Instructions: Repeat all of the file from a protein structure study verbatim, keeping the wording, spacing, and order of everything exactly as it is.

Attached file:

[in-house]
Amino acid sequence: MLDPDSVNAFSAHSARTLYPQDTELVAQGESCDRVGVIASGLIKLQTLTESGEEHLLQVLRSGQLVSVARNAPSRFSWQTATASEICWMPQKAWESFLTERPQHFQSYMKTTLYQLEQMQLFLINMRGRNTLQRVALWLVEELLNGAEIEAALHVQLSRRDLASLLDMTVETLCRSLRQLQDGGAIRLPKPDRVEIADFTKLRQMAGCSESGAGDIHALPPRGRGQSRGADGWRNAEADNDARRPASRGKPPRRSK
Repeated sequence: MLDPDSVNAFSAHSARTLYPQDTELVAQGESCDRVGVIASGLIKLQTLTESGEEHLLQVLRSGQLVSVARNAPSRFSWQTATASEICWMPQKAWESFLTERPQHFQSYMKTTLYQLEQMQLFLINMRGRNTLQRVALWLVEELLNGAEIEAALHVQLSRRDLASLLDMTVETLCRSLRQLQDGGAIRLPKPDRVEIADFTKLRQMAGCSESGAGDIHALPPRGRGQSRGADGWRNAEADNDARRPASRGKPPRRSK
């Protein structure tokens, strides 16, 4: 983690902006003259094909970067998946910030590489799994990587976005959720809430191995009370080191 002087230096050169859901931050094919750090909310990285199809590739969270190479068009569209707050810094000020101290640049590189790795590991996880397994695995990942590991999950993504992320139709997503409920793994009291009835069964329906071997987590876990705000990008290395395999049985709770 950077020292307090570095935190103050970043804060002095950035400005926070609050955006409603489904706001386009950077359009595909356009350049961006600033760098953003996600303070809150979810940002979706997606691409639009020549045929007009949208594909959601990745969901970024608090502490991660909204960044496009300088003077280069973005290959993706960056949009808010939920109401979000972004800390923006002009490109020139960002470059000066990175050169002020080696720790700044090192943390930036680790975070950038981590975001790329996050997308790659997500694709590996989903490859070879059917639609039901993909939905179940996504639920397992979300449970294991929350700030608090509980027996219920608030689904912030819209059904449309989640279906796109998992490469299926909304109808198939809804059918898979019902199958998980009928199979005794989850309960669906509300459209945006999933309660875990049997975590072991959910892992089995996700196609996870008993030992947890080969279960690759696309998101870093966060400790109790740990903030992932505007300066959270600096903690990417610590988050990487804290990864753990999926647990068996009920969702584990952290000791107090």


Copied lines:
[in-house]
Amino acid sequence: MLDPDSVNAFSAHSARTLYPQDTELVAQGESCDRVGVIASGLIKLQTLTESGEEHLLQVLRSGQLVSVARNAPSRFSWQTATASEICWMPQKAWESFLTERPQHFQSYMKTTLYQLEQMQLFLINMRGRNTLQRVALWLVEELLNGAEIEAALHVQLSRRDLASLLDMTVETLCRSLRQLQDGGAIRLPKPDRVEIADFTKLRQMAGCSESGAGDIHALPPRGRGQSRGADGWRNAEADNDARRPASRGKPPRRSK
Repeated sequence: MLDPDSVNAFSAHSARTLYPQDTELVAQGESCDRVGVIASGLIKLQTLTESGEEHLLQVLRSGQLVSVARNAPSRFSWQTATASEICWMPQKAWESFLTERPQHFQSYMKTTLYQLEQMQLFLINMRGRNTLQRVALWLVEELLNGAEIEAALHVQLSRRDLASLLDMTVETLCRSLRQLQDGGAIRLPKPDRVEIADFTKLRQMAGCSESGAGDIHALPPRGRGQSRGADGWRNAEADNDARRPASRGKPPRRSK
């Protein structure tokens, strides 16, 4: 983690902006003259094909970067998946910030590489799994990587976005959720809430191995009370080191 002087230096050169859901931050094919750090909310990285199809590739969270190479068009569209707050810094000020101290640049590189790795590991996880397994695995990942590991999950993504992320139709997503409920793994009291009835069964329906071997987590876990705000990008290395395999049985709770 950077020292307090570095935190103050970043804060002095950035400005926070609050955006409603489904706001386009950077359009595909356009350049961006600033760098953003996600303070809150979810940002979706997606691409639009020549045929007009949208594909959601990745969901970024608090502490991660909204960044496009300088003077280069973005290959993706960056949009808010939920109401979000972004800390923006002009490109020139960002470059000066990175050169002020080696720790700044090192943390930036680790975070950038981590975001790329996050997308790659997500694709590996989903490859070879059917639609039901993909939905179940996504639920397992979300449970294991929350700030608090509980027996219920608030689904912030819209059904449309989640279906796109998992490469299926909304109808198939809804059918898979019902199958998980009928199979005794989850309960669906509300459209945006999933309660875990049997975590072991959910892992089995996700196609996870008993030992947890080969279960690759696309998101870093966060400790109790740990903030992932505007300066959270600096903690990417610590988050990487804290990864753990999926647990068996009920969702584990952290000791107090």